Christians should not allow themselves to become discouraged by the words of those who have not found Jesus, the Rev. Billy Graham says, advising believers to ignore the mockery that comes from secular society. Responding to a question posted to the Kansas City Star by a woman who asked what she should do when her husband mocks her faith, Graham writes: "such behavior should be off-limits in any marriage, regardless of the reason."
Graham adds that the woman should not be discouraged by negative language, saying that ultimately, people who criticize religion have an argument with God and no one else.
"When we put our faith in Christ, he adopts us into his family, and nothing will ever change his love for us, even the mockery of those who think we're foolish for believing in Christ," the evangelical leader says. more >>
A Minnesota church found approximately 30,000 toy cars, and a few classic real ones, in a house donated to it in the will of a recently deceased member.
Celebration Church of Lakeville inherited the home of a church usher named Dennis Erickson who died last December. Inside the home were legions of toy cars.
Leading Southern Baptist ethicist Russell Moore is calling on Christians to stop "bashing" the millennial generation as lazy, entitled and self-obsessed, arguing that millennials are actually "far more committed" to sharing the Gospel with people outside of Christian subcultures.
Moore, who is the president of the Southern Baptist Convention's Ethics & Religious Liberty Commission, wrote an op-ed titled "Are Millennials Selfish and Entitled?" that was posted to his blog last week and to the Baptist Press Monday.
The piece argues that although the millennial generation gets a bad rap from older generations, millennials are not lazier or more selfish than previous generations. more >>
The number of Americans who pray or say they believe in God hit "an all-time low" in 2014, according to a new study published in the journal Sage Open.
San Diego State University psychology professor Jean M. Twenge led the study carried out by a team that also included Ryne Sherman from Florida Atlantic University as well as Julie J. Exline and Joshua B. Grubbs from Case Western Reserve University.
The study, according to the San Diego State University News Center, looked at data from 58,893 respondents to the General Social Survey, a nationally representative survey of U.S. adults administered between 1972 and 2014. more >>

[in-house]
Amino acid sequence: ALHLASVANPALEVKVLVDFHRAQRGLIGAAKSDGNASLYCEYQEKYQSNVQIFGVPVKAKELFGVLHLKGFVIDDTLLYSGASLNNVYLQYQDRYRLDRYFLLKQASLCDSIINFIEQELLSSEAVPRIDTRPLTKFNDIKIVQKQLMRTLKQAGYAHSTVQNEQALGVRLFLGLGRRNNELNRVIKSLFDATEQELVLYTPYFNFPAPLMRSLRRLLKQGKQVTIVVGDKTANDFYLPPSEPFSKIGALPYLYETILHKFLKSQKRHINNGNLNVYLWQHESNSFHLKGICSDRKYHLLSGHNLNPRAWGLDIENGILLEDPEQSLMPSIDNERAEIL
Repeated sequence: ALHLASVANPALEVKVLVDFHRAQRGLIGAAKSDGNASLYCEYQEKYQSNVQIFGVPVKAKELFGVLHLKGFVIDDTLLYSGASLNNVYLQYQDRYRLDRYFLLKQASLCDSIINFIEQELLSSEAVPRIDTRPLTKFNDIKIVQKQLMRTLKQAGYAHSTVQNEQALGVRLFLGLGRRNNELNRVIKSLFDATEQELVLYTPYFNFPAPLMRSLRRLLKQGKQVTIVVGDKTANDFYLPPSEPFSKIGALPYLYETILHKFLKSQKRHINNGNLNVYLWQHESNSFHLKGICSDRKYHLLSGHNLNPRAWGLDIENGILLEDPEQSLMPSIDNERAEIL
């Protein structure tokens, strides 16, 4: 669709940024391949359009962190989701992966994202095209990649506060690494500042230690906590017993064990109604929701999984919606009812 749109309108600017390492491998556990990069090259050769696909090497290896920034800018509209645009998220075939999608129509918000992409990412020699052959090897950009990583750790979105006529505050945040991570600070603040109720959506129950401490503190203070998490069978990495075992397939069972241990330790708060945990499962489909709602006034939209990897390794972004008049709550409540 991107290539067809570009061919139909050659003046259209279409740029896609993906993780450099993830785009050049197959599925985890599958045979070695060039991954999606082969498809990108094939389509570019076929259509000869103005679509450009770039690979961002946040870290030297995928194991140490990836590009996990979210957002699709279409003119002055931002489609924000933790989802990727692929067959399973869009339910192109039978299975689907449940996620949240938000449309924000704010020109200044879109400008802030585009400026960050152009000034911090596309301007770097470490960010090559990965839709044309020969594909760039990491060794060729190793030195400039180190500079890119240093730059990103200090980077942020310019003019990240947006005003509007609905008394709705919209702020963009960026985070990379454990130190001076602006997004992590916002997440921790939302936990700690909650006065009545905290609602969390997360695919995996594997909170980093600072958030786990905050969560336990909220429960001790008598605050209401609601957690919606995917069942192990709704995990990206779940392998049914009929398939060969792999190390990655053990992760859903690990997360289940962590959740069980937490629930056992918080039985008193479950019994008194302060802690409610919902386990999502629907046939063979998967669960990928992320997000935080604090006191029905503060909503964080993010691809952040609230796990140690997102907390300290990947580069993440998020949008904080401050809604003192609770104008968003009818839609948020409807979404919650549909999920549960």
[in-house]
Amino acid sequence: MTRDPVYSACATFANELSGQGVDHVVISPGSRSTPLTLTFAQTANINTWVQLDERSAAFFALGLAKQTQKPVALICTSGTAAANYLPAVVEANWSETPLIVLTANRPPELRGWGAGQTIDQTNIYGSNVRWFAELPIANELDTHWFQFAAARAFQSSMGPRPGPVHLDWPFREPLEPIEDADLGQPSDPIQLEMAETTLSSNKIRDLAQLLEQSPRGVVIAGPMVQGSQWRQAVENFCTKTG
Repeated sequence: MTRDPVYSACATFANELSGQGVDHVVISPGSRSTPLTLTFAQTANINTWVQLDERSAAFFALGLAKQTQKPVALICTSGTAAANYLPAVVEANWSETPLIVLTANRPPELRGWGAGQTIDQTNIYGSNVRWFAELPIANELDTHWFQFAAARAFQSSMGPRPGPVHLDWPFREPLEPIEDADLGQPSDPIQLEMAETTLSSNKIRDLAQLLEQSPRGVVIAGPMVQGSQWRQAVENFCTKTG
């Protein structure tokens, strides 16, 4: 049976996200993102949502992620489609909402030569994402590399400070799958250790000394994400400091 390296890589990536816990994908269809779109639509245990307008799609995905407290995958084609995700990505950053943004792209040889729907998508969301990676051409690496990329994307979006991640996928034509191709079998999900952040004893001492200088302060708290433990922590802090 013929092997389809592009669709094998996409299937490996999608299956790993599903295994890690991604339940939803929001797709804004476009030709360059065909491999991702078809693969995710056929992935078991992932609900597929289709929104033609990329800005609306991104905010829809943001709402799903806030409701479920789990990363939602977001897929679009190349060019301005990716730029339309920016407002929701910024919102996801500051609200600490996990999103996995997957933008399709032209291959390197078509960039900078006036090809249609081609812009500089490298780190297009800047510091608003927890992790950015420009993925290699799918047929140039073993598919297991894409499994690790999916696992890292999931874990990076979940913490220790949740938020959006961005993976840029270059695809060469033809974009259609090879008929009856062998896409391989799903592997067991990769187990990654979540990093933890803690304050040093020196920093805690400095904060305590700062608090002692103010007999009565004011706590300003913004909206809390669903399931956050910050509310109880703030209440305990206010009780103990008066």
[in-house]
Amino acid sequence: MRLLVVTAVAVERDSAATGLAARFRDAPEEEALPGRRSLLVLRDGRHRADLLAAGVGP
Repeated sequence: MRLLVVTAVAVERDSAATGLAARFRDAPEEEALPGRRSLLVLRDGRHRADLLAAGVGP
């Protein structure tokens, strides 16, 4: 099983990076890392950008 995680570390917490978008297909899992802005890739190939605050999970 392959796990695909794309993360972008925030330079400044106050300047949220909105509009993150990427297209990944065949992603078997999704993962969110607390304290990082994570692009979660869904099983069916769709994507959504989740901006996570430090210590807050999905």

God has rules. The Bible is full of them. But many Christians today aren't fans of using "rule/command/demand" terminology because, after all, aren't we under grace? Aren't we free from "the Law"? Isn't the righteousness of Christ all that matters?
I love grace — love, love, love it. I am so glad that my salvation doesn't hinge on my ability to keep all of God's rules. I'd be up a creek if it did! And thank God for Christ's righteousness that covers me — I can't stand before God in my own!
But grace isn't supposed to be the means by which we get around the rules; it is actually the means by which we can now, from the heart, strive to obey God with increasing success. more >>
Who knew modern-day love and breakup songs could be used to explain the greatest story ever told. "The Passion" aired live on FOX Sunday night and the musical successfully took the 2000-year-old account of Jesus' last days on earth, his crucifixion and resurrection, and shared it in a way that was relatable while promoting his message of unconditional love.
Since nothing in modern-day America is as brutal as the roman style crucifixion that Jesus had to endure, "The Passion" avoided dramatizing the vicious torture and death of Christ. The two-hour event, however, made it a point to promote the love Jesus taught his followers while on earth, his thrilling arrest and inspiring resurrection.
The musical included a star-studded cast of Jencarlos Canela (Jesus Christ), Chris Daughtry (Judas), Prince Royce (the disciple Peter), Michael W. Smith (disciple), Seal (Pontius Pilate) and Trisha Yearwood (Mary, the mother of Jesus). more >>